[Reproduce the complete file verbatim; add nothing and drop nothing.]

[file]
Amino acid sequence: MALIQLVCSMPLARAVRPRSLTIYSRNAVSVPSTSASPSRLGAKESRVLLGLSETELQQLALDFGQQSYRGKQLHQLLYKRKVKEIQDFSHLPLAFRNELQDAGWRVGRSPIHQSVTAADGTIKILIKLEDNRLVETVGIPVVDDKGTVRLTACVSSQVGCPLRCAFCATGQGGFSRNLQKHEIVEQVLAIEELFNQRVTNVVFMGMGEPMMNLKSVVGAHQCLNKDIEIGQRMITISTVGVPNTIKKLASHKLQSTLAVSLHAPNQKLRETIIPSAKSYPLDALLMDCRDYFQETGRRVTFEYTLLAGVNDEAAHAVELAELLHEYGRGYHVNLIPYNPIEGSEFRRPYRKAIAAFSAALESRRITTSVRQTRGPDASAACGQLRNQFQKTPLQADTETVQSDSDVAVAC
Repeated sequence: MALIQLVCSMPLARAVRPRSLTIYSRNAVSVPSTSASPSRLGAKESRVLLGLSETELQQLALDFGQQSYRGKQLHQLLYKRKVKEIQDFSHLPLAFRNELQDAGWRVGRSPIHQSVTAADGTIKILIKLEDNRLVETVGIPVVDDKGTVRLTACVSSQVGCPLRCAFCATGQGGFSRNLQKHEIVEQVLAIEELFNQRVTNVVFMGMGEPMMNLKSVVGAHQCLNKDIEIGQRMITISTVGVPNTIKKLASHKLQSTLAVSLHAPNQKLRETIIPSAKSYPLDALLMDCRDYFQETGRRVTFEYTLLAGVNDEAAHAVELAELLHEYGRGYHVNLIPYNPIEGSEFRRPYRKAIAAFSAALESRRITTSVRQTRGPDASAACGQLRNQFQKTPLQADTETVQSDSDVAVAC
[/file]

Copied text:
Amino acid sequence: MALIQLVCSMPLARAVRPRSLTIYSRNAVSVPSTSASPSRLGAKESRVLLGLSETELQQLALDFGQQSYRGKQLHQLLYKRKVKEIQDFSHLPLAFRNELQDAGWRVGRSPIHQSVTAADGTIKILIKLEDNRLVETVGIPVVDDKGTVRLTACVSSQVGCPLRCAFCATGQGGFSRNLQKHEIVEQVLAIEELFNQRVTNVVFMGMGEPMMNLKSVVGAHQCLNKDIEIGQRMITISTVGVPNTIKKLASHKLQSTLAVSLHAPNQKLRETIIPSAKSYPLDALLMDCRDYFQETGRRVTFEYTLLAGVNDEAAHAVELAELLHEYGRGYHVNLIPYNPIEGSEFRRPYRKAIAAFSAALESRRITTSVRQTRGPDASAACGQLRNQFQKTPLQADTETVQSDSDVAVAC
Repeated sequence: MALIQLVCSMPLARAVRPRSLTIYSRNAVSVPSTSASPSRLGAKESRVLLGLSETELQQLALDFGQQSYRGKQLHQLLYKRKVKEIQDFSHLPLAFRNELQDAGWRVGRSPIHQSVTAADGTIKILIKLEDNRLVETVGIPVVDDKGTVRLTACVSSQVGCPLRCAFCATGQGGFSRNLQKHEIVEQVLAIEELFNQRVTNVVFMGMGEPMMNLKSVVGAHQCLNKDIEIGQRMITISTVGVPNTIKKLASHKLQSTLAVSLHAPNQKLRETIIPSAKSYPLDALLMDCRDYFQETGRRVTFEYTLLAGVNDEAAHAVELAELLHEYGRGYHVNLIPYNPIEGSEFRRPYRKAIAAFSAALESRRITTSVRQTRGPDASAACGQLRNQFQKTPLQADTETVQSDSDVAVAC